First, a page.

In [yesterday’s] Australian, Mark Day compares the Sandilands everyone loves to hate just now (that’s the radio Sandilands, not to be confused with Crikey‘s aviation guru) with the Crikey newsletter, which seems to be a constant mosquito in The Australian‘s ear.
Day forgot to mention a few things about Crikey: the Labor-stimulus cheering squad, the one-sided witch-hunt of “climate change denialists”, the offensively anti-Christian cartoon strip, editorials that are sometimes immature … the list goes on. For a much more thorough panning of less-than-perfect Crikey‘s gaffs and shortcomings, Day could have perused Crikey‘s own Letters column, which dwarfs that of The Australian, and which does not flinch or fudge when readers or high-profile figures are less than amused and write in to say so. For example I have little doubt that Crikey will print this letter without editing this paragraph at least, but I’ve learned with The Australian not to even bother.
That’s why I subscribe to Crikey, and will continue to do so, and only intermittently read The Australian. The latter devotes very little space to letters, only prints a token number of those that criticize it, and cuts them all in half anyway. The vast majority of right-of-reply is filtered and sifted into bite-size quotes in the news pages by gatekeeper journalists and editors, who still in 2009 persist in believing that their years of experience give them some special insight to the right “news angle” of every story. So you’ll never know if you’re missing out on an important reply or correction.
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In contrast, every day in Crikey there is something from persons or organizations who feel misrepresented by something written the day before. You watch and you learn. You take nothing as final until a debate has run its course. You read things from the horse’s mouth. Crikey has no pretensions like “Don’t you know who we are? We are a major masthead, of course we are right.”
Some editors in The Australian consider themselves to be players on the political stage. This is a gross conflict of interest.
On March 9 this year I wrote to The Australian to ask why it had buried a full-page Op-Ed article by Malcolm Turnbull in The Weekend Australian, which I had not even noticed when I first read the paper that day:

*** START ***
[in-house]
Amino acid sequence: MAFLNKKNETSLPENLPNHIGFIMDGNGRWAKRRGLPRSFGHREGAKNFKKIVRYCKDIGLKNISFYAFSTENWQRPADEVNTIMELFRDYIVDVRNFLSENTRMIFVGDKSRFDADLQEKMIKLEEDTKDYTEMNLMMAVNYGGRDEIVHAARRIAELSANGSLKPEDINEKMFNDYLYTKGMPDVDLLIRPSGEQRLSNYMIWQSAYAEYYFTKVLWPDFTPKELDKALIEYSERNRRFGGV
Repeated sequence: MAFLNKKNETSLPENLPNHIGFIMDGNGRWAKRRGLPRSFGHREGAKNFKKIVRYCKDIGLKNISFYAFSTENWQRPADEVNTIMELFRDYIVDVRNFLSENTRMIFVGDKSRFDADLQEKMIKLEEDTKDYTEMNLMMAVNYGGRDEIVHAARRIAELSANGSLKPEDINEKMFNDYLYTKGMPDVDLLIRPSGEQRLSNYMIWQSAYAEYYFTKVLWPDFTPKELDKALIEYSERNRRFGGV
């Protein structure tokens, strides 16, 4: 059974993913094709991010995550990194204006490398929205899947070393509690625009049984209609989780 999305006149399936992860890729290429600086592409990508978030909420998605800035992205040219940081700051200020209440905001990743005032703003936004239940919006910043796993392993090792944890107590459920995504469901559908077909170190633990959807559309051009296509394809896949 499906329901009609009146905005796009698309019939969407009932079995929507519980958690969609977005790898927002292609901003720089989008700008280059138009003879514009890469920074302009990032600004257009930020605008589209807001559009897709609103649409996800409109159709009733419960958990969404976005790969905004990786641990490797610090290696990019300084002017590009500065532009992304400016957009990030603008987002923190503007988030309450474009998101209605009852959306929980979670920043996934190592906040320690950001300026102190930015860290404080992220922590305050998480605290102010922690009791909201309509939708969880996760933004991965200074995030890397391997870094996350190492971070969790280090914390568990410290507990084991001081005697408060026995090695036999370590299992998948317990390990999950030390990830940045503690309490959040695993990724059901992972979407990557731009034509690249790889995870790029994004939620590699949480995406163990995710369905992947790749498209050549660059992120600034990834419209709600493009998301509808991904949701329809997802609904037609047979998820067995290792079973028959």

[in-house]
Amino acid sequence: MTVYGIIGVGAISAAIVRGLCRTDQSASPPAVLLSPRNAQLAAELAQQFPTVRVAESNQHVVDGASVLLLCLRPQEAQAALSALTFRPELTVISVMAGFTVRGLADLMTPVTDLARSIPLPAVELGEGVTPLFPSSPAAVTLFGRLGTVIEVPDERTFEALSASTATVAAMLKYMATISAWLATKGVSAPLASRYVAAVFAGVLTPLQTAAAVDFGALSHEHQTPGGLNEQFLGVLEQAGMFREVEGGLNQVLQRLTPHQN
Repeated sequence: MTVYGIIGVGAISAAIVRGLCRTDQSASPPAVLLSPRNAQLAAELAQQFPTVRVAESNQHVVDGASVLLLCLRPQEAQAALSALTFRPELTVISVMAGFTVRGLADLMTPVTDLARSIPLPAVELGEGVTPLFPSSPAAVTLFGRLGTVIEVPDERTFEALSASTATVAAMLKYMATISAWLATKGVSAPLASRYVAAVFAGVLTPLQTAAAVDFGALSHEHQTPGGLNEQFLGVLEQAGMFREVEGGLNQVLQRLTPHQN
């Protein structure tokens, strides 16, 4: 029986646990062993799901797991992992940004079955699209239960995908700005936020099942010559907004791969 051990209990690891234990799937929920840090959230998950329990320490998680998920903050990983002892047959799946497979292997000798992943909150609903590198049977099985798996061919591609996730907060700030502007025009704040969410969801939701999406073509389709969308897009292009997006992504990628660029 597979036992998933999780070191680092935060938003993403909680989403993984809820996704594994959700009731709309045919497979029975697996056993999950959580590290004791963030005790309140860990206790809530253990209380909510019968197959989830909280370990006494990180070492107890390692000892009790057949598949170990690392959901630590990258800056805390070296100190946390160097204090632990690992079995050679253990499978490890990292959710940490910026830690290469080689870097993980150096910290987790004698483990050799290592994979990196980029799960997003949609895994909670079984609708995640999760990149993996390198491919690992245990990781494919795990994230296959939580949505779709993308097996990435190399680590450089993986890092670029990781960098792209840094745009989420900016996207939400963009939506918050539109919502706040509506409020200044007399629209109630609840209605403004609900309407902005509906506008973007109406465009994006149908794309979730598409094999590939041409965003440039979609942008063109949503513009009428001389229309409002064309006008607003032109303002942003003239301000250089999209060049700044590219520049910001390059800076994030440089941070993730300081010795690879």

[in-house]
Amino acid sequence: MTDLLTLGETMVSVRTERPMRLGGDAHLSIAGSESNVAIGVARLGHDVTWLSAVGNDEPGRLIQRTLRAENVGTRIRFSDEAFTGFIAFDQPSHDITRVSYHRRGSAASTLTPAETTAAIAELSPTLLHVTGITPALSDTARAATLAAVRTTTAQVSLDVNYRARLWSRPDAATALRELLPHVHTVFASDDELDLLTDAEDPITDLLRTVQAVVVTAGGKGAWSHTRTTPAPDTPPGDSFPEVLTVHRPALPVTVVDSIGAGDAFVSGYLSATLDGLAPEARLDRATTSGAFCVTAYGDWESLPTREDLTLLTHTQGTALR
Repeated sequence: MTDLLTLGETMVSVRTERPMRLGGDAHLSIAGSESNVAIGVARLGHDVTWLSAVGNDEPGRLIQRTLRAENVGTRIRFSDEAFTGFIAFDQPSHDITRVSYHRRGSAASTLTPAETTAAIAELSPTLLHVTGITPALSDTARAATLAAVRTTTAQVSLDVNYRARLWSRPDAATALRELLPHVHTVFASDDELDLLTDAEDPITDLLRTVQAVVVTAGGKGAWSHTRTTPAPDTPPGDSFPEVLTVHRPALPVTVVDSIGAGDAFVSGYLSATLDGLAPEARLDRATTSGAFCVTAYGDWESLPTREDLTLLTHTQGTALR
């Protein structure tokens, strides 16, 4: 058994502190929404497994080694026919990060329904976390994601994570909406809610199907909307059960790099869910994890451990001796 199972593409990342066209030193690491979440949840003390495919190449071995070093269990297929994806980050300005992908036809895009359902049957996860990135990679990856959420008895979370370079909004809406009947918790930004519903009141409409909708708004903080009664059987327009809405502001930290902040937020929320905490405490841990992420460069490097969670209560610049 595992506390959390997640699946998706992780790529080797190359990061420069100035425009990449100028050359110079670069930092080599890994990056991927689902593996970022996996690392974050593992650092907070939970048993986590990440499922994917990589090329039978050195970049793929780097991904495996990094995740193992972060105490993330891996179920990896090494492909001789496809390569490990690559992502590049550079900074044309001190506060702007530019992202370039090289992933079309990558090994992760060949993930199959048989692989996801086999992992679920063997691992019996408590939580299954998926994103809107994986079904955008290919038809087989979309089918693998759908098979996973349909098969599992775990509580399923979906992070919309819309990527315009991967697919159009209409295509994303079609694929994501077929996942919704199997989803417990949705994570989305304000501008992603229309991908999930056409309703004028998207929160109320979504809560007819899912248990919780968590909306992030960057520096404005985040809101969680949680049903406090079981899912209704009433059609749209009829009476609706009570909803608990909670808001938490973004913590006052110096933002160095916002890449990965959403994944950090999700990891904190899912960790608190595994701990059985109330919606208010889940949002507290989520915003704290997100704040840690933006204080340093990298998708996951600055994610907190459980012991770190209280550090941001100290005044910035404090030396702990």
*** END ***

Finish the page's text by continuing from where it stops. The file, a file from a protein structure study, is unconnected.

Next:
I find it a bit strange that The Weekend Australian buried Malcolm Turnbull’s response to Kevin Rudd’s Monthly essay in an inside page of the Inquirer section on Sat 7th March, with no front-page banner and not even a very clear indication at the front of the Inquirer section.
You have a front-page article by Dennis Shanahan summarizing just one of the points Turnbull made at the end of his essay — out of context, giving the false impression that Turnbull has nothing but cheap shots to offer — still without making it clear that the actual Turnbull article can be read inside.
By accepting an article from the leader of the Australian Opposition then burying it, you have done a serious disservice not so much to him as to the political process in Australia. Even if you didn’t think it was a good article, it was still a major piece of information for the public. I don’t know if this is careless or sinister on your part, but either way I believe it is an abuse of the trust placed in you as a major carrier of public debate.
The Australian was at that time pursuing an aggressive campaign to have Peter Costello challenge Turnbull and take over the Liberal leadership. They neither printed nor replied to my letter, or to a follow-up letter on 11 March.
I’m not a Liberal myself (I’m a “liberal” and a believer in John Stuart Mill’s open market of ideas), but I felt The Australian had gone beyond the pale, accepting a piece that could have been more published more visibly elsewhere, just to bury it. So I wrote to Turnbull’s office, where his advisor Andrew Hirst showed somewhat more interest in The Australian‘s conduct. (People at that level often don’t have time to read the same format we do; they get Media Monitors clippings of the important stories, so the trick had gone unnoticed in Turbull’s office.)
On April 13 The Australian printed another Op-Ed piece by Malcolm Turnbull. This time a banner did advertise the article inside.
The date of publication coincided with the death of Frank Costigan, and The Australian took the opportunity to dredge up old allegations that Kerry Packer had been a master criminal (codenamed “Goanna” by the National Times in 1980). On the page directly opposite Malcolm Turnbull’s article, the Goanna story was re-hashed, together with a big photograph of the Goanna master criminal himself, walking alongside his young dashing lawyer at the time, Malcolm Turnbull.
After that I gave up on The Australian as a serious newspaper. I still read it from time to time because quite frankly most of the alternatives are worse.
But the only content I pay for is one where people are allowed to speak for themselves. If Crikey‘s refusal to act like a hoary member of the newspaper establishment plagues The Australian, then I say more power to it. Keep up the good work and here’s my subscription renewal.